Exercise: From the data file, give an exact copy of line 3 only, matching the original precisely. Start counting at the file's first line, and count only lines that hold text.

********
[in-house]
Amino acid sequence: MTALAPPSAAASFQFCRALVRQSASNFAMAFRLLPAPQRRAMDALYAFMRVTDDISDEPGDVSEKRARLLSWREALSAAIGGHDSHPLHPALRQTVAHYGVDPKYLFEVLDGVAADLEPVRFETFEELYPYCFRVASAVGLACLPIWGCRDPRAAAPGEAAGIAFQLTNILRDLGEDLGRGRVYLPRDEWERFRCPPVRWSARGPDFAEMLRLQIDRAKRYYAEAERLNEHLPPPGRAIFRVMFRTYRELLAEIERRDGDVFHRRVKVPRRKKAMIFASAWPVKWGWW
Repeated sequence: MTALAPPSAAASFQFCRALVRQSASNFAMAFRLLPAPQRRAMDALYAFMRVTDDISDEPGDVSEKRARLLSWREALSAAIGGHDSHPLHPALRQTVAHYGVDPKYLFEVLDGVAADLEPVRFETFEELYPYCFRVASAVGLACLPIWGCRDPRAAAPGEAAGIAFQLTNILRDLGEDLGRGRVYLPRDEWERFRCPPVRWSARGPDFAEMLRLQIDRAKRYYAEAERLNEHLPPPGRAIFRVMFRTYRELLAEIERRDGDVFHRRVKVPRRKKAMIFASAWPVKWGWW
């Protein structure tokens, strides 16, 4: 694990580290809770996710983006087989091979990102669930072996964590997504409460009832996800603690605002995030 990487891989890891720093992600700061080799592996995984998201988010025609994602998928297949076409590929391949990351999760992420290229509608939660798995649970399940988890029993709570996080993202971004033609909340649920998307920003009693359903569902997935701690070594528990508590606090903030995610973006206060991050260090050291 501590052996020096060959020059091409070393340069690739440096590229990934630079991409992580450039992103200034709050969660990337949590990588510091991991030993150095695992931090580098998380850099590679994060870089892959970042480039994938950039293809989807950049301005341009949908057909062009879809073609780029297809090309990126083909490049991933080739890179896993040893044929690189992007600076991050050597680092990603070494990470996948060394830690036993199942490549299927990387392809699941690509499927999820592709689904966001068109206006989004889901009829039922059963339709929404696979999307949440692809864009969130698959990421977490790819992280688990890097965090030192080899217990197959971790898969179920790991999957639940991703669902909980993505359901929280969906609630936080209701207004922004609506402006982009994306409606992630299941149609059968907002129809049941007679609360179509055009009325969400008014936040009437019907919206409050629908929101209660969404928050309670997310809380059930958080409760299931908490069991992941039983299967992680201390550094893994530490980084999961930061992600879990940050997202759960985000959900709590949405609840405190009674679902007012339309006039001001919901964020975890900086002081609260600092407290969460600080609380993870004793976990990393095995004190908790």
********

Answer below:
Repeated sequence: MTALAPPSAAASFQFCRALVRQSASNFAMAFRLLPAPQRRAMDALYAFMRVTDDISDEPGDVSEKRARLLSWREALSAAIGGHDSHPLHPALRQTVAHYGVDPKYLFEVLDGVAADLEPVRFETFEELYPYCFRVASAVGLACLPIWGCRDPRAAAPGEAAGIAFQLTNILRDLGEDLGRGRVYLPRDEWERFRCPPVRWSARGPDFAEMLRLQIDRAKRYYAEAERLNEHLPPPGRAIFRVMFRTYRELLAEIERRDGDVFHRRVKVPRRKKAMIFASAWPVKWGWW